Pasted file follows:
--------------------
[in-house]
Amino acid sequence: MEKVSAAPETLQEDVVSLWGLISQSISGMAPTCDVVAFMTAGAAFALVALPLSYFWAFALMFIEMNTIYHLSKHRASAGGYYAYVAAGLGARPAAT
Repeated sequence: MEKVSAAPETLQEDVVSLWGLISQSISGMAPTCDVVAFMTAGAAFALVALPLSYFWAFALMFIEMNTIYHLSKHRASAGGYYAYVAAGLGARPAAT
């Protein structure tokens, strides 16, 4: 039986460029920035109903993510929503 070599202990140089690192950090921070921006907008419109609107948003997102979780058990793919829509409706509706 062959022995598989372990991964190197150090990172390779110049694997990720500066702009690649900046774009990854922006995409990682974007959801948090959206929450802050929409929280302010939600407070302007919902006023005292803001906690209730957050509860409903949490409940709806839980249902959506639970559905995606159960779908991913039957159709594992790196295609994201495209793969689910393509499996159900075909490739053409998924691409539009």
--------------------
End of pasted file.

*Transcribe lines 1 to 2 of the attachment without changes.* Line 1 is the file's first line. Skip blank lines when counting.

[in-house]
Amino acid sequence: MEKVSAAPETLQEDVVSLWGLISQSISGMAPTCDVVAFMTAGAAFALVALPLSYFWAFALMFIEMNTIYHLSKHRASAGGYYAYVAAGLGARPAAT